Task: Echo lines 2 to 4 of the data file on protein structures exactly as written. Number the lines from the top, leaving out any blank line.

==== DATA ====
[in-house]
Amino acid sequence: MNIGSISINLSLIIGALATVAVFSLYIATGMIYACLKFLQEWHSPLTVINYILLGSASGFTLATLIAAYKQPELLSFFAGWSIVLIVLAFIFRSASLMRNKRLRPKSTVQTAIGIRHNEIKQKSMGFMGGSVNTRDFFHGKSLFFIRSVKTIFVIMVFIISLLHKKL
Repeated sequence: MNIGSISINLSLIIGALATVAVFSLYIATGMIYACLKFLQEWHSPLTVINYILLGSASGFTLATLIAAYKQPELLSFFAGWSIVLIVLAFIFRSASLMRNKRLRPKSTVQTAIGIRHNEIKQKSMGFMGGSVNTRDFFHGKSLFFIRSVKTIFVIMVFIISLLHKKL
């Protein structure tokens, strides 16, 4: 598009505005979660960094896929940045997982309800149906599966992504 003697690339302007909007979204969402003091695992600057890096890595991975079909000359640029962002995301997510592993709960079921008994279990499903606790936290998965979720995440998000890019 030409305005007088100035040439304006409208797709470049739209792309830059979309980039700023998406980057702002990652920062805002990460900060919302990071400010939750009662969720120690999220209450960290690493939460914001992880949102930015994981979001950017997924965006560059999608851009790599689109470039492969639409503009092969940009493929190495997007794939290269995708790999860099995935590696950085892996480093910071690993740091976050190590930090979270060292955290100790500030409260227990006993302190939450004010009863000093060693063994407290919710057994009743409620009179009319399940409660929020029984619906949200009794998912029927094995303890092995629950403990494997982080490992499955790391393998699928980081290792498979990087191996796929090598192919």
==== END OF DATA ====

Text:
Amino acid sequence: MNIGSISINLSLIIGALATVAVFSLYIATGMIYACLKFLQEWHSPLTVINYILLGSASGFTLATLIAAYKQPELLSFFAGWSIVLIVLAFIFRSASLMRNKRLRPKSTVQTAIGIRHNEIKQKSMGFMGGSVNTRDFFHGKSLFFIRSVKTIFVIMVFIISLLHKKL
Repeated sequence: MNIGSISINLSLIIGALATVAVFSLYIATGMIYACLKFLQEWHSPLTVINYILLGSASGFTLATLIAAYKQPELLSFFAGWSIVLIVLAFIFRSASLMRNKRLRPKSTVQTAIGIRHNEIKQKSMGFMGGSVNTRDFFHGKSLFFIRSVKTIFVIMVFIISLLHKKL
């Protein structure tokens, strides 16, 4: 598009505005979660960094896929940045997982309800149906599966992504 003697690339302007909007979204969402003091695992600057890096890595991975079909000359640029962002995301997510592993709960079921008994279990499903606790936290998965979720995440998000890019 030409305005007088100035040439304006409208797709470049739209792309830059979309980039700023998406980057702002990652920062805002990460900060919302990071400010939750009662969720120690999220209450960290690493939460914001992880949102930015994981979001950017997924965006560059999608851009790599689109470039492969639409503009092969940009493929190495997007794939290269995708790999860099995935590696950085892996480093910071690993740091976050190590930090979270060292955290100790500030409260227990006993302190939450004010009863000093060693063994407290919710057994009743409620009179009319399940409660929020029984619906949200009794998912029927094995303890092995629950403990494997982080490992499955790391393998699928980081290792498979990087191996796929090598192919």